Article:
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Orca Security is one of the companies integrating conversational AI technology into its products.

A phone or tablet screen showing a live chat window.
Source: terovesalainen via Adobe Stock Photo

While there are some concerns about how generative AI chatbots such as ChatGPT can be used maliciously — to craft phishing campaigns or write malware — several companies are harnessing the power of conversational AI technology to enhance their product capabilities, including for security.

ChatGPT, a large language model (LLM) developed by OpenAI, uses GPT 3 LLM and relies on large test data sets culled from multiple sources. ChatGPT, which can understand human language, provides detailed answers to simple questions and can handle complex tasks such as creating documents and writing code in response to user queries. It's an example of how conversational AI can be used to organize large volumes of information and enhance user experience and communications.

For instance, a conversational AI tool — whether that's ChatGPT or something else — could serve as the back end of an information concierge that automates the use of threat intelligence in enterprise support, according to IT research and advisory firm Into-Tech Research.

That's the approach Orca Security appears to be taking with Orca Security Platform. The company incorporated OpenAI's GPT3 API, specifically the "Da-Vinci-03" series, to enhance the platform's ability to generate contextual and accurate remediation plans for security alerts, Lior Drihem, Orca's director of innovation, and Itamar Golan, head of data science, wrote in the announcement. 

The new pipeline takes a security alert and preprocesses the data, such as basic information about the risk and its contextual environment — such as affected assets, attack vectors, and potential impact — before feeding the pieces as input to GPT3. The AI then generates a detailed explanation of the best and most practical ways to remediate the issue, Golan and Drihem wrote. These remediation steps can also be embedded in tickets, such as Jira tickets, for teams to reference and implement.

While the AI model can provide inaccurate information (or vague results), "the benefits of utilizing GPT3's natural language generation capabilities outweigh any potential risks, and have seen significant improvements in the efficiency and effectiveness of our remediation efforts," according to Drihem and Golan.

This isn't the first time Orca Security has been working with language models. The company recently integrated GPT3 into its cloud security platform to enhance the remediation information customers receive regarding infosec risks.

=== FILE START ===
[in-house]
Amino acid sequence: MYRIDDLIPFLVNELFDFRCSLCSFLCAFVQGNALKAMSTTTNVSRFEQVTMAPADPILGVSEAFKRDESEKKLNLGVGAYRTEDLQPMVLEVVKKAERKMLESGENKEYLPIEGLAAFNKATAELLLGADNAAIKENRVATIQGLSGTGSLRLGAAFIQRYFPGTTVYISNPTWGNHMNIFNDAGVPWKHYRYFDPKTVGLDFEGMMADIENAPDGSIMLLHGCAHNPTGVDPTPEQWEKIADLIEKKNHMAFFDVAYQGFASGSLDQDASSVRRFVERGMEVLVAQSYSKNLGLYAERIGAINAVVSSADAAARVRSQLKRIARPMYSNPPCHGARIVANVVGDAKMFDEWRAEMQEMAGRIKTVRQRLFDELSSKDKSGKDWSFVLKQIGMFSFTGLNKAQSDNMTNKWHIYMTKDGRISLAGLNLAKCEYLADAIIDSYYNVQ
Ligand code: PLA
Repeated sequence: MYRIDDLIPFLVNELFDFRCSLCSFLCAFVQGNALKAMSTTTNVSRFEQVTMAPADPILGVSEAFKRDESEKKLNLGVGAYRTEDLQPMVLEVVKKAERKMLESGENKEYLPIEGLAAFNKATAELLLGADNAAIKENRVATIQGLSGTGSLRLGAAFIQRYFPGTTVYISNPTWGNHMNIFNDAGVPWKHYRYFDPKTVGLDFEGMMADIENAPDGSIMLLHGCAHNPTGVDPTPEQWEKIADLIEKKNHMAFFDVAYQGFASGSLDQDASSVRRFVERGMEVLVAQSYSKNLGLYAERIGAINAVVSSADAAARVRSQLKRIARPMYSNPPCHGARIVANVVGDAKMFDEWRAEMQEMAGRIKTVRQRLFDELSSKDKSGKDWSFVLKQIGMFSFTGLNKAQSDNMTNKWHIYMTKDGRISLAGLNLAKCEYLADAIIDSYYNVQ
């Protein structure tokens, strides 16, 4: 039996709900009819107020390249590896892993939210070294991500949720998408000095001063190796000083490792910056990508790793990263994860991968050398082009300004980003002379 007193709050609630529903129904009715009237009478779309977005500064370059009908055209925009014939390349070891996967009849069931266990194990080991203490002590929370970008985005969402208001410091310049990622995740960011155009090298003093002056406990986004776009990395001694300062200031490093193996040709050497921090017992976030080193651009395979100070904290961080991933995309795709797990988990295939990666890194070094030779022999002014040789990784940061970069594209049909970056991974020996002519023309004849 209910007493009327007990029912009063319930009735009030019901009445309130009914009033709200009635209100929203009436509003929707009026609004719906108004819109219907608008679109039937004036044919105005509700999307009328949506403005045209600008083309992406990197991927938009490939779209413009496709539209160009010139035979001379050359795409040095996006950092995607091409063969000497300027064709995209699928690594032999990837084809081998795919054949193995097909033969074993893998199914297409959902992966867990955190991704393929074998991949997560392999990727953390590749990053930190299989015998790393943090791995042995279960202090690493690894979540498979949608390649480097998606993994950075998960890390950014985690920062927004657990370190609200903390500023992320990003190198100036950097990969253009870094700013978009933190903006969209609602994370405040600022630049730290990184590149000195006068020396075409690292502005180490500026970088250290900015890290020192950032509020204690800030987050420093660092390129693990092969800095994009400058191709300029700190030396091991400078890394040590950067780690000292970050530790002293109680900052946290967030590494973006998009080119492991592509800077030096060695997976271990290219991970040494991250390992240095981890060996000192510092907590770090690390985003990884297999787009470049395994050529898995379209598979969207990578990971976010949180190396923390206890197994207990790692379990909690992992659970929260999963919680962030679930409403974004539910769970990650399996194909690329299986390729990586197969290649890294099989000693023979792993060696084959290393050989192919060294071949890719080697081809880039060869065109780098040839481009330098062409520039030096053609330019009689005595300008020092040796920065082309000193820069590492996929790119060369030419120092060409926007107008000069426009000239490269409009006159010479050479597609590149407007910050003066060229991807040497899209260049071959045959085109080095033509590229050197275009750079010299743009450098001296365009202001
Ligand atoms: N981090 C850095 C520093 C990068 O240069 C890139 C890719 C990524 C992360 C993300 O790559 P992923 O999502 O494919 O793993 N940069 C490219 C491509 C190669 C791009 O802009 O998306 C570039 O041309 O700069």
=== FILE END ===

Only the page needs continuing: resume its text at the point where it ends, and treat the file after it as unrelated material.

"By fine-tuning these powerful language models with our own security data sets, we have been able to improve the detail and accuracy of our remediation steps — giving you a much better remediation plan and assisting you to optimally solve the issue as fast as possible," Golan and Drihem wrote.

Harnessing AI & LLM for Applications

Orca Security joins other companies incorporating language models into its product portfolio. Earlier this week, Gupshup launched Auto Bot Builder, which harnesses GPT-3 to help enterprises build their own advanced conversational chatbots. Auto Bot Builder builds chatbots tailed to the enterprise's specific requirements by using content from the enterprise website, documents, message logs, product catalogs, databases, and other corporate systems, processing the information using GPT-3 LLM (Large Language Model), and fine-tuning it with proprietary industry-specific models. Enterprises can use Auto Bot Builder to build chatbots for marketing lead generation activities, product discovery, product recommendations, shopping advice, troubleshooting, and customer support.

These chatbots differ from ChatGPT, a general-purpose chatbot, but like ChatGPT, they have an "exceptionally high degree of language capability" to engage with end users, according to Gupshup.

The cryptocurrency community is also using ChatGPT to create applications such as trading bots and crypto blogs, Jerrod Piker, a competitive intelligence analyst at Deep Instinct, wrote in an email. Examples include using ChatGPT to write a sample smart contract, and a trading bot that identifies entry and exit points to help automate the process of buying and selling cryptocurrencies.

A generative AI chatbot that can answer questions is not a new concept, but ChatGPT stands out from the others because of the breadth of topics it can handle and its ease of use, says Casey Ellis, founder and CTO of Bugcrowd.

About the Author(s)

Fahmida Y. Rashid, Managing Editor, Features, Dark Reading

As Dark Reading’s managing editor for features, Fahmida Y Rashid focuses on stories that provide security professionals with the information they need to do their jobs. She has spent over a decade analyzing news events and demystifying security technology for IT professionals and business managers. Prior to specializing in information security, Fahmida wrote about enterprise IT, especially networking, open source, and core internet infrastructure. Before becoming a journalist, she spent over 10 years as an IT professional -- and has experience as a network administrator, software developer, management consultant, and product manager. Her work has appeared in various business and test trade publications, including VentureBeat, CSO Online, InfoWorld, eWEEK, CRN, PC Magazine, and Tom’s Guide.

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